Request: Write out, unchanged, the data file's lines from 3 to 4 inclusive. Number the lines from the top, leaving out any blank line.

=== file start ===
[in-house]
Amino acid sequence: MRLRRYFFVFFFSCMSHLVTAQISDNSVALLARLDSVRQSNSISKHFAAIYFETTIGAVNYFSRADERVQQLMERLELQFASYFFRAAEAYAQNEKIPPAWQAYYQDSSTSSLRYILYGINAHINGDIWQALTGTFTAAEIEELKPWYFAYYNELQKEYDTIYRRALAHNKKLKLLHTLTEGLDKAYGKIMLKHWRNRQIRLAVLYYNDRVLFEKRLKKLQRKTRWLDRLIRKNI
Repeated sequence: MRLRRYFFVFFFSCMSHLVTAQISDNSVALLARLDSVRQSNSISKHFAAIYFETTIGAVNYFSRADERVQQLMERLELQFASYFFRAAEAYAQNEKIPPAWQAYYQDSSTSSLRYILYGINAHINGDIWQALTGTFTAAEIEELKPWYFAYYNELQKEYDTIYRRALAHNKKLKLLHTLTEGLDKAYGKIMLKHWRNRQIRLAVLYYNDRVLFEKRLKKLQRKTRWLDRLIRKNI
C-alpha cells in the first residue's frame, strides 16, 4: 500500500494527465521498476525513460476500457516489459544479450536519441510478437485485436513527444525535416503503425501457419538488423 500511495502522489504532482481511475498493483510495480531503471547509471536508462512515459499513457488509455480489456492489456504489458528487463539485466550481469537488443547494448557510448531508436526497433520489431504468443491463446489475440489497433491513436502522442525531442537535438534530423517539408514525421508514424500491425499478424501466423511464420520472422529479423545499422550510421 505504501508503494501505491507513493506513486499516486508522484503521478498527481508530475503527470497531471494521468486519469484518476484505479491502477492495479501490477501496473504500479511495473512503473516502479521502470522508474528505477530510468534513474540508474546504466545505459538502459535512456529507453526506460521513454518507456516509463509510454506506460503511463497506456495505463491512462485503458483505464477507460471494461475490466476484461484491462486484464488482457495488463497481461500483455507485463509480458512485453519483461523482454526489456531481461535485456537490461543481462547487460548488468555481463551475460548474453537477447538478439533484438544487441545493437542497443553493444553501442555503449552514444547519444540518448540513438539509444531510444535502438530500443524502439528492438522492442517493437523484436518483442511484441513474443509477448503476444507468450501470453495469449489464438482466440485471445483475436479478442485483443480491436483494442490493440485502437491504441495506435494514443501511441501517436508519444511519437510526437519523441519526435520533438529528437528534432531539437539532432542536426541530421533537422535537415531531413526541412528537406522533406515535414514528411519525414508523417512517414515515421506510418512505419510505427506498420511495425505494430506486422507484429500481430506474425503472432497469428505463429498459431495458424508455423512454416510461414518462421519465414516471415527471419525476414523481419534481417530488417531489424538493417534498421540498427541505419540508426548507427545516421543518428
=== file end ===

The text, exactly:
Repeated sequence: MRLRRYFFVFFFSCMSHLVTAQISDNSVALLARLDSVRQSNSISKHFAAIYFETTIGAVNYFSRADERVQQLMERLELQFASYFFRAAEAYAQNEKIPPAWQAYYQDSSTSSLRYILYGINAHINGDIWQALTGTFTAAEIEELKPWYFAYYNELQKEYDTIYRRALAHNKKLKLLHTLTEGLDKAYGKIMLKHWRNRQIRLAVLYYNDRVLFEKRLKKLQRKTRWLDRLIRKNI
C-alpha cells in the first residue's frame, strides 16, 4: 500500500494527465521498476525513460476500457516489459544479450536519441510478437485485436513527444525535416503503425501457419538488423 500511495502522489504532482481511475498493483510495480531503471547509471536508462512515459499513457488509455480489456492489456504489458528487463539485466550481469537488443547494448557510448531508436526497433520489431504468443491463446489475440489497433491513436502522442525531442537535438534530423517539408514525421508514424500491425499478424501466423511464420520472422529479423545499422550510421 505504501508503494501505491507513493506513486499516486508522484503521478498527481508530475503527470497531471494521468486519469484518476484505479491502477492495479501490477501496473504500479511495473512503473516502479521502470522508474528505477530510468534513474540508474546504466545505459538502459535512456529507453526506460521513454518507456516509463509510454506506460503511463497506456495505463491512462485503458483505464477507460471494461475490466476484461484491462486484464488482457495488463497481461500483455507485463509480458512485453519483461523482454526489456531481461535485456537490461543481462547487460548488468555481463551475460548474453537477447538478439533484438544487441545493437542497443553493444553501442555503449552514444547519444540518448540513438539509444531510444535502438530500443524502439528492438522492442517493437523484436518483442511484441513474443509477448503476444507468450501470453495469449489464438482466440485471445483475436479478442485483443480491436483494442490493440485502437491504441495506435494514443501511441501517436508519444511519437510526437519523441519526435520533438529528437528534432531539437539532432542536426541530421533537422535537415531531413526541412528537406522533406515535414514528411519525414508523417512517414515515421506510418512505419510505427506498420511495425505494430506486422507484429500481430506474425503472432497469428505463429498459431495458424508455423512454416510461414518462421519465414516471415527471419525476414523481419534481417530488417531489424538493417534498421540498427541505419540508426548507427545516421543518428